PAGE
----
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When journalists are targeted, society pays a price


2 November 2019 12:00 am - 0     - {{hitsCtrl.values.hits}}


Today the United Nations marks the International Day to End Impunity for Crimes against Journalists and Secretary-General António Guterres in a message says, when journalists are targeted, societies as a whole pay a price. Without the ability to protect journalists, our ability to remain informed and contribute to decision-making is severely hampered. Without journalists able to do their jobs in safety, we face the prospect of a world of confusion and disinformation.  

 Sri Lanka has been plagued by crimes against journalists and impunity during the past few decades and therefore we need to deeply reflect on the issues related to this crime and the vital role that the media need to play in sustaining a peaceful non-violent, all-inclusive just and fair society.   

According to the United Nations Educational, Scientific and Cultural Organisation, (UNESCO), during the past 12 years more than 1,000 journalists have been killed for reporting the news and bringing information to the people. In nine out of ten cases the killers go unpunished. Impunity leads to more killings and is often a symptom of worsening conflict and the breakdown of law and judicial systems.   

UNESCO says it is concerned that impunity damages whole societies by covering up serious human rights abuses, corruption and crime. In a web page titled Truth Never Dies, UNESCO has highlighted the killing of some prominent journalists and urged people to read and share them so that these crimes could be curbed and gradually brought under control.   

For instance, Ghanaian investigative journalist Ahmed Hussein-Suale was shot three times in his vehicle by unidentified motorcyclists who this year tracked him. The 31-year-old Mr. Ahmed’s investigative work uncovered corruption in Ghana’s football business. Today we know that big money mafias have corrupted virtually all sports including cricket which for millions of Sri Lankans has become an obsession after Arjuna Ranatunga’s team won the one-day international World Cup in 1996. 

Since then in ODIs and T20 matches and even in test cricket we have seen widespread corruption including match fixing. Sometimes millions of people hold their breath while a player goes for a catch near a boundary line but they are unaware he has been paid a huge sum to drop the catch. This is just one of the ways of match fixing and sometimes we know that even sex workers have been used as glorified game changers.   

In another case, Indian journalist Gauri Lankesh was shot dead by unknown assailants outside her home in 2017. According to local investigators, the 51-year-old Ms. Gauri was killed because of her political opinions, including her criticism of Hindu extremism. She also campaigned for women’s rights and opposed caste-based discrimination. Journalist-activist Gauri Lankesh was shot dead in Bengaluru on September 5. She wrote fiercely against divisive right-wing politics and the Hindutva agenda. Her 16-page weekly Kannada tabloid, Gauri Lankesh Patrike, carried an editorial column ‘Kanda Hage‘ (As I saw it) on its third page.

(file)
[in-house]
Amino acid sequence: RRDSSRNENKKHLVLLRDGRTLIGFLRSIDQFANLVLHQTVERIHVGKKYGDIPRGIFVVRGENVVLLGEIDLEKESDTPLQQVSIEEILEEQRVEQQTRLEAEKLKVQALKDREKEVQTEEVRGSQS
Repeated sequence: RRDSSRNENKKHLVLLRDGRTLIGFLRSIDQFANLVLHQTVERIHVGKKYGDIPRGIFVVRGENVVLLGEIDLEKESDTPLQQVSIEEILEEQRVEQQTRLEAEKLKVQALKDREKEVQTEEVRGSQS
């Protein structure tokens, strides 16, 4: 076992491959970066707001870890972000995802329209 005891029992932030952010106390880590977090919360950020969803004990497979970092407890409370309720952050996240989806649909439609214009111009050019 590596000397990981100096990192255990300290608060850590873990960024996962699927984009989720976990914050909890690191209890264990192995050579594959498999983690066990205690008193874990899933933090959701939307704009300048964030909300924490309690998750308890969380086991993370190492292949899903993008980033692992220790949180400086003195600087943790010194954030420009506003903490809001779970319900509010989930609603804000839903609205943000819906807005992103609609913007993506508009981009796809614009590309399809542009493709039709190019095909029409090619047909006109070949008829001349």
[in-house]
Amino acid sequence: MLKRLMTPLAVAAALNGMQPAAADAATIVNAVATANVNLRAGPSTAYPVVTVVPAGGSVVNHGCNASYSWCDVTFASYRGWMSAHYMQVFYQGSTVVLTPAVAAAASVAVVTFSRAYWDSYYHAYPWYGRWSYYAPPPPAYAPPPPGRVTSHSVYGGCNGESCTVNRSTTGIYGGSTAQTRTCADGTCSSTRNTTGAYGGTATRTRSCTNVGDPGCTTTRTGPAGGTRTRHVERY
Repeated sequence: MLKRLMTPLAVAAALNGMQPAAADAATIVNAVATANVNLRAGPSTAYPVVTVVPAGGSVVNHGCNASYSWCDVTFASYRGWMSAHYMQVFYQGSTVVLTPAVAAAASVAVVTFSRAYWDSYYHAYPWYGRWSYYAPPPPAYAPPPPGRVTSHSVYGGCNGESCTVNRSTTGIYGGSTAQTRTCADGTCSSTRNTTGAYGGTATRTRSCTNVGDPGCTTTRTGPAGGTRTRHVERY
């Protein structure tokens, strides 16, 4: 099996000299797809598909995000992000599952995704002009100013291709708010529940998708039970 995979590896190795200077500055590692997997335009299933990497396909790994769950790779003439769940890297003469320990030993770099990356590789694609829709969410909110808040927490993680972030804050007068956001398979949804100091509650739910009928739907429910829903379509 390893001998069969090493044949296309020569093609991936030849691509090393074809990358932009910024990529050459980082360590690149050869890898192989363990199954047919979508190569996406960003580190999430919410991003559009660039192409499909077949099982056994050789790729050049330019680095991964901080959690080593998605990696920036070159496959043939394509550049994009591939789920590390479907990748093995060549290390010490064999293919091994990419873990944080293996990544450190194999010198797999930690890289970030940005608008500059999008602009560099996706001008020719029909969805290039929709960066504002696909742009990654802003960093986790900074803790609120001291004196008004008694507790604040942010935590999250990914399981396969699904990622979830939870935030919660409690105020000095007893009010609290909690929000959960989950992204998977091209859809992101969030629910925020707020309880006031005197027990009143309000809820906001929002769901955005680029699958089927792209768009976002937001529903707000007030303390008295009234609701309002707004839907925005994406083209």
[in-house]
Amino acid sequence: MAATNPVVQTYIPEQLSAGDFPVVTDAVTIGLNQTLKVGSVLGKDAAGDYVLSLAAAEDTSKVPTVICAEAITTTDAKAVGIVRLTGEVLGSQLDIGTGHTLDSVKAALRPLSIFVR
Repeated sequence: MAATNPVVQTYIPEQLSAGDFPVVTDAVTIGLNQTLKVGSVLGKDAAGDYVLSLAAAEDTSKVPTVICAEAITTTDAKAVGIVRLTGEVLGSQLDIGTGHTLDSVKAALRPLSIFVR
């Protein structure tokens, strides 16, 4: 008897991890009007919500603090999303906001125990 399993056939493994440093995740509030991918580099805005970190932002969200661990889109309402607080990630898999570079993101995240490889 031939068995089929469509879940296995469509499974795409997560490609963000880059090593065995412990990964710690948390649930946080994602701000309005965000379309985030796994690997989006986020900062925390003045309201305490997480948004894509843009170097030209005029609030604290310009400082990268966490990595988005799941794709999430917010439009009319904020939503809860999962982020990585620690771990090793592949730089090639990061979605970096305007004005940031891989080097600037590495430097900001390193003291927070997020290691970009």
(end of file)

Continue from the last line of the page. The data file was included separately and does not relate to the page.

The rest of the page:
It dealt with fake news and was titled ‘In the Age of False News’. The Indian Hindu nationalist Prime Minister Narendra Modi and his Bharathiya Janatha Party (BJP) won power in 2014 and last year, the BJP won reelected with a bigger majority throwing India into moral shambles in a country where the great philosopher Rabindranath Tagore wrote, “Where the mind is without fear and the head is held high, Where knowledge is free, Where the world has not been broken up into fragments, By narrow domestic walls, Where words come out from the depth of truth, Where tireless striving stretches its arms towards perfection, Where the clear stream of reason has not lost its way, Into the dreary desert sand of dead habit, Where the mind is led forward by thee, Into ever-widening thought and action, Into that heaven of freedom, my Father, let my country awake.  

In Sri Lanka one of the most prominent crimes was the brutal killing of Sunday Leader’s investigative editor Lasantha Wickremetunga in a high security zone near his office in Ratmalana. Almost ten years later little progress has been made in this investigation or the probes into attacks on other journalists and media offices. 

In addition we see in Sri Lanka today certain television channels apparently motivated by party agendas distorting or twisting news to mislead the people. This also needs to be checked in some way because the free and fair media will and always be one of the pillars of true democracy because it is the voice of the voiceless people and the means through which all people exercise their fundamental right to the freedom of information and expression.   

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